Scientists Find Brain Cell Suicide May Be Alzheimer's Culprit
Scientists at the University of Florida may have gained a significant insight into understanding what causes some brain cells to die, triggering these diseases, while others cells remain alive. The studies, performed on mice examined two neighboring regions in the hippocampus; an anatomical region shaped something like a curved kidney bean. The region is thought to be central to the formation of memories, and is one of the first regions affected by brain blood flow problems or Alzheimer’s.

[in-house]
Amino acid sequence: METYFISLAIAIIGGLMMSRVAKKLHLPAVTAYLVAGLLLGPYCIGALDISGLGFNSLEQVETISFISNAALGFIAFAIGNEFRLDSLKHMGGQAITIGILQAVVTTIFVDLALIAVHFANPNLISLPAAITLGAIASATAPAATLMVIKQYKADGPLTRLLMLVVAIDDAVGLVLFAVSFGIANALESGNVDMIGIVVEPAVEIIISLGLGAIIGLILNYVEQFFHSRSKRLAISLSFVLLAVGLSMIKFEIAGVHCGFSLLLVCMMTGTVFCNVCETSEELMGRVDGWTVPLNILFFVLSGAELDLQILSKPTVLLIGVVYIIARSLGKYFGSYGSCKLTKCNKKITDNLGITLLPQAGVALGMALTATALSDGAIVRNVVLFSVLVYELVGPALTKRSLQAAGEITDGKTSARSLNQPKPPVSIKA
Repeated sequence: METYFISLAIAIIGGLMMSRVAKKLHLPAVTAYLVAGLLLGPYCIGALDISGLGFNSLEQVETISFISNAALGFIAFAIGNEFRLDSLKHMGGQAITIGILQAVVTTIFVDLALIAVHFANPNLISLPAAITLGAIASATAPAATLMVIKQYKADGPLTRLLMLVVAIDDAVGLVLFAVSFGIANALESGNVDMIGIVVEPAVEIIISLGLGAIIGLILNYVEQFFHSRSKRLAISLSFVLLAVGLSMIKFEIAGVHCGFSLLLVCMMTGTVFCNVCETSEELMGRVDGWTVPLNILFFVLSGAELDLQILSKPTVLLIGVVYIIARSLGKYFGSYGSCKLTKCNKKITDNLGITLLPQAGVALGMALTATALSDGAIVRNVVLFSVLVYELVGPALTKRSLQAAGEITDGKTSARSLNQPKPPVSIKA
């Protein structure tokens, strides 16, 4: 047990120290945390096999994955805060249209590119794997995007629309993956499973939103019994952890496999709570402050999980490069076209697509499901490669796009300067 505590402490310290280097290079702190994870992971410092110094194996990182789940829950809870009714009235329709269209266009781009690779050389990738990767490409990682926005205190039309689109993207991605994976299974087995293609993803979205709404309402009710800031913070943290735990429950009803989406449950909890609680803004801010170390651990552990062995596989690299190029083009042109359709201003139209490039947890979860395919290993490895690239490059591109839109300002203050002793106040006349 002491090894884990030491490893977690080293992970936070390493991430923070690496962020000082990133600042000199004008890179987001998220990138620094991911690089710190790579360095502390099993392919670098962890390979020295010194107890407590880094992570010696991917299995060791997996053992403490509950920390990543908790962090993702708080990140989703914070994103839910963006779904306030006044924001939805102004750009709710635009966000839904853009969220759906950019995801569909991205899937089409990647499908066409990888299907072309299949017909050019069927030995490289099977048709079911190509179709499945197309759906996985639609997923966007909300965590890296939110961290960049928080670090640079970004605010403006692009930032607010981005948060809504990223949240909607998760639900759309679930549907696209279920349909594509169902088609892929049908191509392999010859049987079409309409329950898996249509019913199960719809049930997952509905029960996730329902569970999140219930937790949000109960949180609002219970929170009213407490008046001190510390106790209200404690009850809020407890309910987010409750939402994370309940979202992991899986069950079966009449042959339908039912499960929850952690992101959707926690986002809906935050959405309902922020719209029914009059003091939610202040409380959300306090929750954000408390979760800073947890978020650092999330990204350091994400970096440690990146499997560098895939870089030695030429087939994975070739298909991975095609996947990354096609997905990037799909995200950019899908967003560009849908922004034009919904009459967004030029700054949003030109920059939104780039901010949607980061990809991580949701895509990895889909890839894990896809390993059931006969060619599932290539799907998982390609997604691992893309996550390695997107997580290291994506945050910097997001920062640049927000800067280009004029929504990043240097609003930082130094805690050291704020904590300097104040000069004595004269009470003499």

What researchers discovered was that the higher susceptibility to cell death in part of the hippocampus versus the other region was due to the enzyme PHLPP, pronounced “flip”, silences the transcription of a gene that produces a critical protein to cell survival, AKT. AKT inhibits many causes of cell death. The inactivation in essence, amounts to the cell flipping its own kill switch.